The case was fought all the way to the House of Lords, where it was decided that the words in the act on which the Revenue relied were not wide enough or clear enough to override the absolute privilege claimed by MG.
Lord Hoffmann said: “The courts will ordinarily construe general words in a statute, although literally capable of having some startling or unreasonable consequence, such as overriding fundamental legal rights, as not having been intended to do so. An intention to override such rights must be expressly stated or appear by necessary implication”. The result was that the inspector’s notice requiring the production of the legal advice was quashed by the House of Lords.
It follows from the decision in the Morgan Grenfell case that the statutory power of public officials to require production of information or documents would not extend to communications between a citizen and his lawyer in the absence of express words or necessary implication. But, fortunately, the question does not arise in relation to the FSA’s powers under the Financial Services and Markets Act 2000 because section 413 of that act expressly preserves the right to refuse to disclose communications of that sort.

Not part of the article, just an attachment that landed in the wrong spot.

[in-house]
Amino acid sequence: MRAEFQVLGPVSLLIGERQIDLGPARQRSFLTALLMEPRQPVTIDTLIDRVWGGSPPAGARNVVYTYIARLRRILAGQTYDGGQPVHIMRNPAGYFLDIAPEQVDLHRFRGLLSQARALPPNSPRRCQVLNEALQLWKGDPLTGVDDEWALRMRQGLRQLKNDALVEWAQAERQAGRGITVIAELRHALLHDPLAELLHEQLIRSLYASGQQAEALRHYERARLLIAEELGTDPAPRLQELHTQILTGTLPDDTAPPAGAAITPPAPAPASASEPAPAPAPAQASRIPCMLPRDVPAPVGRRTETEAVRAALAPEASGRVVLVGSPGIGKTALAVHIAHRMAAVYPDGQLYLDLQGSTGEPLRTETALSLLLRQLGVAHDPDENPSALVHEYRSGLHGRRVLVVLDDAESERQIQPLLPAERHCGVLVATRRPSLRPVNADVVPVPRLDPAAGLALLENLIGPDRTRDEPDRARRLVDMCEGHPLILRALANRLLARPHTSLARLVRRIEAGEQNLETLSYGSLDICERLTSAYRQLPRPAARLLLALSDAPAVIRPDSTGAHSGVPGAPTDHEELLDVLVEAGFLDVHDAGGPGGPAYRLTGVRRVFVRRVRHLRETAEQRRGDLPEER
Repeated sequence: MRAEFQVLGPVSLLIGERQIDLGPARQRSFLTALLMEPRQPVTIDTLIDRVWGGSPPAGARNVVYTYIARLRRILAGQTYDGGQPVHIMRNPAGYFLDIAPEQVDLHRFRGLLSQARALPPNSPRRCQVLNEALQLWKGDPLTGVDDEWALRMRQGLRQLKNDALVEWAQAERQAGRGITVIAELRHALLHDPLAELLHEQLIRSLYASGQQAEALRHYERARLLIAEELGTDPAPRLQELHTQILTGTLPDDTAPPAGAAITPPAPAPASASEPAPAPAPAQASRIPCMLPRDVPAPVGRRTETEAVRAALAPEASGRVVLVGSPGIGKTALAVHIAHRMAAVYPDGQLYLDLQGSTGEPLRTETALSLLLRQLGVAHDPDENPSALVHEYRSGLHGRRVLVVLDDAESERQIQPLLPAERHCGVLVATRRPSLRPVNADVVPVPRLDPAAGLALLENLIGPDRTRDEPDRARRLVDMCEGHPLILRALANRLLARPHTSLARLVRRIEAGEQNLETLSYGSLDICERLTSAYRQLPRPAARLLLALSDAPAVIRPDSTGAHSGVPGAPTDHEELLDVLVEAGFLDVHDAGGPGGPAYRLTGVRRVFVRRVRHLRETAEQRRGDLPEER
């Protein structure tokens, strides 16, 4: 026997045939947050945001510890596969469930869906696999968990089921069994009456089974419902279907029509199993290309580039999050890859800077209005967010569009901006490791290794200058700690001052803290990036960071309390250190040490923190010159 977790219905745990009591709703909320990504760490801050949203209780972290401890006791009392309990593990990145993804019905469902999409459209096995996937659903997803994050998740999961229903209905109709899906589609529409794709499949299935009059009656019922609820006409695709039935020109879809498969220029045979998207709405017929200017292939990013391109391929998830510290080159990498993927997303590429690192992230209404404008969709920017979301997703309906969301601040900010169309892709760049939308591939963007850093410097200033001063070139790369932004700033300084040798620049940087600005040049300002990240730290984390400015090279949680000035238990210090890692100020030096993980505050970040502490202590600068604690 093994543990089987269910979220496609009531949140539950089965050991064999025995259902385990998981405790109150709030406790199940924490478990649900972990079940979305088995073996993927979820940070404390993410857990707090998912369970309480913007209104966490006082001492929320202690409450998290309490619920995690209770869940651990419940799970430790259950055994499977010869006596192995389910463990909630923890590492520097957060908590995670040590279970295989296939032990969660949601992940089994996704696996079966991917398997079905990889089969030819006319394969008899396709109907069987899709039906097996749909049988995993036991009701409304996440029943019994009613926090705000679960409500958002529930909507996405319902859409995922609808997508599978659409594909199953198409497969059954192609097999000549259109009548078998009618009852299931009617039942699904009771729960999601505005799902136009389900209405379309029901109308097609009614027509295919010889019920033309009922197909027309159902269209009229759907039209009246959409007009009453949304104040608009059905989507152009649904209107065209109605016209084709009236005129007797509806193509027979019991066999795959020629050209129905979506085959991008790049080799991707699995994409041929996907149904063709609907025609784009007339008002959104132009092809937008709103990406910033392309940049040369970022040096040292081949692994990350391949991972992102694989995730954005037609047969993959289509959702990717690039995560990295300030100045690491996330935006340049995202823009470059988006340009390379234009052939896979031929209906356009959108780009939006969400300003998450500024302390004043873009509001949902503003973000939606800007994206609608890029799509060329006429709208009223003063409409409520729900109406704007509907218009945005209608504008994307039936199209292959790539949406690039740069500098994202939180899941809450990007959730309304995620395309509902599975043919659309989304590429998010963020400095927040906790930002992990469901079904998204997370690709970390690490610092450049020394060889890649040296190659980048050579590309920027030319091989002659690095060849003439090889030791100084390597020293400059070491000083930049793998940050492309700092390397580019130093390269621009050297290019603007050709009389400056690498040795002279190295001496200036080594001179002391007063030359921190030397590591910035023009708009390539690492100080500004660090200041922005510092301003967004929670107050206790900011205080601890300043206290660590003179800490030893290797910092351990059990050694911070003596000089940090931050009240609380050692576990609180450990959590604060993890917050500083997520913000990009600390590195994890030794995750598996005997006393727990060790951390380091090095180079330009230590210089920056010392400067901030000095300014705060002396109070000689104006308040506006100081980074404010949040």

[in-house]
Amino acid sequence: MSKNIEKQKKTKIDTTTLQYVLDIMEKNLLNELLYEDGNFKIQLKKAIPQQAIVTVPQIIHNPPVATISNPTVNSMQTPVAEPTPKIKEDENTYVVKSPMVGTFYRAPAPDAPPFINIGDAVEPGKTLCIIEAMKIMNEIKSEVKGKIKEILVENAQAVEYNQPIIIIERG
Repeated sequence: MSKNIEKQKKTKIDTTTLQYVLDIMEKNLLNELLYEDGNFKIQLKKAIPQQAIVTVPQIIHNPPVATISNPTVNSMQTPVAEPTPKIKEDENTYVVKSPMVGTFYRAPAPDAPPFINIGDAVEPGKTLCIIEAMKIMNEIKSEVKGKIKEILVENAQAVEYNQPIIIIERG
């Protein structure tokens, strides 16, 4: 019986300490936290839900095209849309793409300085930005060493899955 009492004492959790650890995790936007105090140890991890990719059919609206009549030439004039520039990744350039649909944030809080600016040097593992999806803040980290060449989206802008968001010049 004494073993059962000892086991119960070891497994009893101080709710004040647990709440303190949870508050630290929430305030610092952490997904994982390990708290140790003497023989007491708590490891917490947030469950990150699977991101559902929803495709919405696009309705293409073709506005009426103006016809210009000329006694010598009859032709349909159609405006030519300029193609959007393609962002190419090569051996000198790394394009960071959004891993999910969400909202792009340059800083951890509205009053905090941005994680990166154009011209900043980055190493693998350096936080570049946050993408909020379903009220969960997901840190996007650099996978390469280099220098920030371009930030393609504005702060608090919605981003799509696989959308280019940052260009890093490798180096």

Section 413 says “a person may not be required to produce, disclose or permit the inspection of protected items”. And “protected items” include “communications between a professional legal adviser and his client” in connection with the giving of legal advice.
It is interesting that the section expressly says that a communication is not protected “if it is held with the intention of furthering a criminal purpose”, echoing the limitation referred to above.
The FSA has wide powers to compel production of information, as extensive as those relied on by the tax inspector in the Morgan Grenfell case referred to above.
It is of great comfort to those subject to the authority of the FSA that it is under a statutory duty to accept it is not entitled to see communications subject to legal professional privilege.
In any event, the general law is clear, as illustrated by the Morgan Grenfell case, communications between citizens and lawyers are absolutely protected from disclosure, unless the citizen in question agrees.
Peter Hamilton is a barrister specialising in financial services at 4 Pump Court